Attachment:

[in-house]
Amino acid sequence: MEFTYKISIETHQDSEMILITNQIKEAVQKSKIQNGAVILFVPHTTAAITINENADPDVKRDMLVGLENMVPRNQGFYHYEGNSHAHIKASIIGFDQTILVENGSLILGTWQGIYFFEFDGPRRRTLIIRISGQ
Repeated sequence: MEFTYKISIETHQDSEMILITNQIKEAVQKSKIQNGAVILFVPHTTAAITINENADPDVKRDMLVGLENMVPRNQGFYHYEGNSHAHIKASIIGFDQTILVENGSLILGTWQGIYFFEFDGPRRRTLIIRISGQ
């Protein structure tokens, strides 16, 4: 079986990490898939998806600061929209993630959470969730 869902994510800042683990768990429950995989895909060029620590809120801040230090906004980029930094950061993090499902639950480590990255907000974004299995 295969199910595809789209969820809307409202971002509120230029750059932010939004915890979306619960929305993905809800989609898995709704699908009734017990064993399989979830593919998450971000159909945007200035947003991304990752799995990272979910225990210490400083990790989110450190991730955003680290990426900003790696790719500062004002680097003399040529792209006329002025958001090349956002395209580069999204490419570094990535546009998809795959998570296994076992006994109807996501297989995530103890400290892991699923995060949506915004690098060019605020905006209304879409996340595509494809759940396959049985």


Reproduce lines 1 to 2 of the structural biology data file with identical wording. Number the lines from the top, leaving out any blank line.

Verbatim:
[in-house]
Amino acid sequence: MEFTYKISIETHQDSEMILITNQIKEAVQKSKIQNGAVILFVPHTTAAITINENADPDVKRDMLVGLENMVPRNQGFYHYEGNSHAHIKASIIGFDQTILVENGSLILGTWQGIYFFEFDGPRRRTLIIRISGQ